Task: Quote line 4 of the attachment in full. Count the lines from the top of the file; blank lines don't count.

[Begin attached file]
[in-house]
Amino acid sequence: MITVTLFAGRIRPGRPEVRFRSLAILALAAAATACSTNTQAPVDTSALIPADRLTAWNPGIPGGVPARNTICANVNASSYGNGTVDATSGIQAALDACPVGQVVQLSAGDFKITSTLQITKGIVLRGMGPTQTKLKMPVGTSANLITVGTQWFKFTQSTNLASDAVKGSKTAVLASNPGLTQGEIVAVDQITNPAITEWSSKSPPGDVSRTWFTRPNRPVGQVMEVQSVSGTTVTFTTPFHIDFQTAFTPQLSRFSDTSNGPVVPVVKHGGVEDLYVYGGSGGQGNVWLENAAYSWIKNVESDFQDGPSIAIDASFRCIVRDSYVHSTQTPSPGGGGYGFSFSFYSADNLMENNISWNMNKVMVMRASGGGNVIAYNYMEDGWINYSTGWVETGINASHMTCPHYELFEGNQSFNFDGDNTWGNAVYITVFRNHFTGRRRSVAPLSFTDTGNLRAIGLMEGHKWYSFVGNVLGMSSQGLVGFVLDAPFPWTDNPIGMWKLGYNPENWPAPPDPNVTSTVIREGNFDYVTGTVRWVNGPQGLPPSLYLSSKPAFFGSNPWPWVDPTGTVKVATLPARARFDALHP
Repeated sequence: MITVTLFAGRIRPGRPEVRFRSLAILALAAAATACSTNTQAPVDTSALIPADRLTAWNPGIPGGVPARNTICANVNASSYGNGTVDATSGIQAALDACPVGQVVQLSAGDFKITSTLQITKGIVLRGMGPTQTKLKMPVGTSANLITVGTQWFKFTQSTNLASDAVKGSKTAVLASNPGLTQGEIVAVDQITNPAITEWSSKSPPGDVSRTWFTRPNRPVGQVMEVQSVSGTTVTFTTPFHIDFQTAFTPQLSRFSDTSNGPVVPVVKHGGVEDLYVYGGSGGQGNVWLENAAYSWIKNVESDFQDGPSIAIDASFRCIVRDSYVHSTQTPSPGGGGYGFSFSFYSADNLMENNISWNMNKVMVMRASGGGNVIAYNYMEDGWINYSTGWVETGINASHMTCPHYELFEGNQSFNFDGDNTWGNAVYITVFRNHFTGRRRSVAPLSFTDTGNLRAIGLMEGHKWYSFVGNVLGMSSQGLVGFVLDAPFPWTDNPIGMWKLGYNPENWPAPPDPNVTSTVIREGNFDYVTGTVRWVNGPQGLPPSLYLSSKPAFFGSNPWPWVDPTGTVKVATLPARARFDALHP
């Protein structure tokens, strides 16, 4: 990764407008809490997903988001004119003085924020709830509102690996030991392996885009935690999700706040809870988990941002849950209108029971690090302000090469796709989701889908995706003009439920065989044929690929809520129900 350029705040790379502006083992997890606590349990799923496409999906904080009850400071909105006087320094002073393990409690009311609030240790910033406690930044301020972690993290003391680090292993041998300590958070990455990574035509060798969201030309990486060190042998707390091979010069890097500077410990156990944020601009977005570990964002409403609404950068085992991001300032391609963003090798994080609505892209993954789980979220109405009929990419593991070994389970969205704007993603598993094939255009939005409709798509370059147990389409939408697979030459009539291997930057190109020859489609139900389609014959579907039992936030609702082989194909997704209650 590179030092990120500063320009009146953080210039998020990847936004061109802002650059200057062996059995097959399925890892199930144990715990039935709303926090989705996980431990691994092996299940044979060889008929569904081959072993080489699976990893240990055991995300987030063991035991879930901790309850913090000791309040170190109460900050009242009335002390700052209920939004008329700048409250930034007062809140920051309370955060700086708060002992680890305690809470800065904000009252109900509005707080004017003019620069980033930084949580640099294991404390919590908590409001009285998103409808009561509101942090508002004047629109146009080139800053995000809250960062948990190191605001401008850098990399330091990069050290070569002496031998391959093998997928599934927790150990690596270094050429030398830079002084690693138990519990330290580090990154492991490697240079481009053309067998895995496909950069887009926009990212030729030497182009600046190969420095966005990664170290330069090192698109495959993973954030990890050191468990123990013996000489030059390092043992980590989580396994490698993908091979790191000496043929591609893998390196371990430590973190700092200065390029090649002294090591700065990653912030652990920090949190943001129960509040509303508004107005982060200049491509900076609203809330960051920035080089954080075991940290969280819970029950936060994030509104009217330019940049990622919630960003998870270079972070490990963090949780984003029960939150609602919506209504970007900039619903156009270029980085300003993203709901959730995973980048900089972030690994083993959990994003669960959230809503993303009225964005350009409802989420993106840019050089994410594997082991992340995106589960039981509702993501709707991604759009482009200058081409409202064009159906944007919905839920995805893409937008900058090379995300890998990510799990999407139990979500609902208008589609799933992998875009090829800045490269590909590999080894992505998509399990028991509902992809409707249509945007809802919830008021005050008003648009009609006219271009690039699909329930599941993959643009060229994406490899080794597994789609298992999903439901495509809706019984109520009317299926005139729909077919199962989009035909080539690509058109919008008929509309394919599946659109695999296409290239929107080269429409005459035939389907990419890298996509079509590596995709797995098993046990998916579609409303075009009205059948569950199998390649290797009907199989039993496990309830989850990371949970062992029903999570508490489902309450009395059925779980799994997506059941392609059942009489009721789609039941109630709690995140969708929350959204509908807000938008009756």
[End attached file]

């Protein structure tokens, strides 16, 4: 990764407008809490997903988001004119003085924020709830509102690996030991392996885009935690999700706040809870988990941002849950209108029971690090302000090469796709989701889908995706003009439920065989044929690929809520129900 350029705040790379502006083992997890606590349990799923496409999906904080009850400071909105006087320094002073393990409690009311609030240790910033406690930044301020972690993290003391680090292993041998300590958070990455990574035509060798969201030309990486060190042998707390091979010069890097500077410990156990944020601009977005570990964002409403609404950068085992991001300032391609963003090798994080609505892209993954789980979220109405009929990419593991070994389970969205704007993603598993094939255009939005409709798509370059147990389409939408697979030459009539291997930057190109020859489609139900389609014959579907039992936030609702082989194909997704209650 590179030092990120500063320009009146953080210039998020990847936004061109802002650059200057062996059995097959399925890892199930144990715990039935709303926090989705996980431990691994092996299940044979060889008929569904081959072993080489699976990893240990055991995300987030063991035991879930901790309850913090000791309040170190109460900050009242009335002390700052209920939004008329700048409250930034007062809140920051309370955060700086708060002992680890305690809470800065904000009252109900509005707080004017003019620069980033930084949580640099294991404390919590908590409001009285998103409808009561509101942090508002004047629109146009080139800053995000809250960062948990190191605001401008850098990399330091990069050290070569002496031998391959093998997928599934927790150990690596270094050429030398830079002084690693138990519990330290580090990154492991490697240079481009053309067998895995496909950069887009926009990212030729030497182009600046190969420095966005990664170290330069090192698109495959993973954030990890050191468990123990013996000489030059390092043992980590989580396994490698993908091979790191000496043929591609893998390196371990430590973190700092200065390029090649002294090591700065990653912030652990920090949190943001129960509040509303508004107005982060200049491509900076609203809330960051920035080089954080075991940290969280819970029950936060994030509104009217330019940049990622919630960003998870270079972070490990963090949780984003029960939150609602919506209504970007900039619903156009270029980085300003993203709901959730995973980048900089972030690994083993959990994003669960959230809503993303009225964005350009409802989420993106840019050089994410594997082991992340995106589960039981509702993501709707991604759009482009200058081409409202064009159906944007919905839920995805893409937008900058090379995300890998990510799990999407139990979500609902208008589609799933992998875009090829800045490269590909590999080894992505998509399990028991509902992809409707249509945007809802919830008021005050008003648009009609006219271009690039699909329930599941993959643009060229994406490899080794597994789609298992999903439901495509809706019984109520009317299926005139729909077919199962989009035909080539690509058109919008008929509309394919599946659109695999296409290239929107080269429409005459035939389907990419890298996509079509590596995709797995098993046990998916579609409303075009009205059948569950199998390649290797009907199989039993496990309830989850990371949970062992029903999570508490489902309450009395059925779980799994997506059941392609059942009489009721789609039941109630709690995140969708929350959204509908807000938008009756």